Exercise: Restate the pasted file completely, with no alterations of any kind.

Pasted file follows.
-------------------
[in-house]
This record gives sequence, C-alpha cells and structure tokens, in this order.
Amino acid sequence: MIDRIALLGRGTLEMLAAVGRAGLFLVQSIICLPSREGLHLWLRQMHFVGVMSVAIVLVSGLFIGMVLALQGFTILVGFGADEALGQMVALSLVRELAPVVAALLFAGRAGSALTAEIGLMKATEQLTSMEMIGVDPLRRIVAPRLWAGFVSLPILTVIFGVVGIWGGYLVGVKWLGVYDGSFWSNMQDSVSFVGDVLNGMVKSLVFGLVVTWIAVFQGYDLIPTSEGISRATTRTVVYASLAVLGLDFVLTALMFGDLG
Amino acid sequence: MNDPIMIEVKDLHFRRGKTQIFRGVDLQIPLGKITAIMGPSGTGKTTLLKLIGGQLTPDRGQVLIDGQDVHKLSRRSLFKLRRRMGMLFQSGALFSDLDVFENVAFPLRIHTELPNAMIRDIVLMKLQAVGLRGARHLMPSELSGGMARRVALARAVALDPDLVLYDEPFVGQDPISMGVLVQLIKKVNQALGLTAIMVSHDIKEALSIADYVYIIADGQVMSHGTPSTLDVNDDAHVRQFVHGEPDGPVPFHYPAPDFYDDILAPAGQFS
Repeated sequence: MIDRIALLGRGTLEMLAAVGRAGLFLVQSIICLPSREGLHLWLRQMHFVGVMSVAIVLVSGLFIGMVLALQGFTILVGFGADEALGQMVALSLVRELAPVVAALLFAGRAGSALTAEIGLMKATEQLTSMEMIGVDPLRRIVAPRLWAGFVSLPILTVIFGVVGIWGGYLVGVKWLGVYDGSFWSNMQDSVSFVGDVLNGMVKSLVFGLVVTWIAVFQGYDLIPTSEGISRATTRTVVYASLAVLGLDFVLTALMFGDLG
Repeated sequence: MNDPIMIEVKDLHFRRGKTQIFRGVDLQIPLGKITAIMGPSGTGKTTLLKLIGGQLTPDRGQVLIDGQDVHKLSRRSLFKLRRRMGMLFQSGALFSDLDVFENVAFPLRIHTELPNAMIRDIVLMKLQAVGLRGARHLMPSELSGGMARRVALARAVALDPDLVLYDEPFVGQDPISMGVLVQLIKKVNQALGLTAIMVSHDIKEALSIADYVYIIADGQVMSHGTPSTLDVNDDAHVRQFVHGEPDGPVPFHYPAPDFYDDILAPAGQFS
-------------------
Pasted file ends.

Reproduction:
[in-house]
This record gives sequence, C-alpha cells and structure tokens, in this order.
Amino acid sequence: MIDRIALLGRGTLEMLAAVGRAGLFLVQSIICLPSREGLHLWLRQMHFVGVMSVAIVLVSGLFIGMVLALQGFTILVGFGADEALGQMVALSLVRELAPVVAALLFAGRAGSALTAEIGLMKATEQLTSMEMIGVDPLRRIVAPRLWAGFVSLPILTVIFGVVGIWGGYLVGVKWLGVYDGSFWSNMQDSVSFVGDVLNGMVKSLVFGLVVTWIAVFQGYDLIPTSEGISRATTRTVVYASLAVLGLDFVLTALMFGDLG
Amino acid sequence: MNDPIMIEVKDLHFRRGKTQIFRGVDLQIPLGKITAIMGPSGTGKTTLLKLIGGQLTPDRGQVLIDGQDVHKLSRRSLFKLRRRMGMLFQSGALFSDLDVFENVAFPLRIHTELPNAMIRDIVLMKLQAVGLRGARHLMPSELSGGMARRVALARAVALDPDLVLYDEPFVGQDPISMGVLVQLIKKVNQALGLTAIMVSHDIKEALSIADYVYIIADGQVMSHGTPSTLDVNDDAHVRQFVHGEPDGPVPFHYPAPDFYDDILAPAGQFS
Repeated sequence: MIDRIALLGRGTLEMLAAVGRAGLFLVQSIICLPSREGLHLWLRQMHFVGVMSVAIVLVSGLFIGMVLALQGFTILVGFGADEALGQMVALSLVRELAPVVAALLFAGRAGSALTAEIGLMKATEQLTSMEMIGVDPLRRIVAPRLWAGFVSLPILTVIFGVVGIWGGYLVGVKWLGVYDGSFWSNMQDSVSFVGDVLNGMVKSLVFGLVVTWIAVFQGYDLIPTSEGISRATTRTVVYASLAVLGLDFVLTALMFGDLG
Repeated sequence: MNDPIMIEVKDLHFRRGKTQIFRGVDLQIPLGKITAIMGPSGTGKTTLLKLIGGQLTPDRGQVLIDGQDVHKLSRRSLFKLRRRMGMLFQSGALFSDLDVFENVAFPLRIHTELPNAMIRDIVLMKLQAVGLRGARHLMPSELSGGMARRVALARAVALDPDLVLYDEPFVGQDPISMGVLVQLIKKVNQALGLTAIMVSHDIKEALSIADYVYIIADGQVMSHGTPSTLDVNDDAHVRQFVHGEPDGPVPFHYPAPDFYDDILAPAGQFS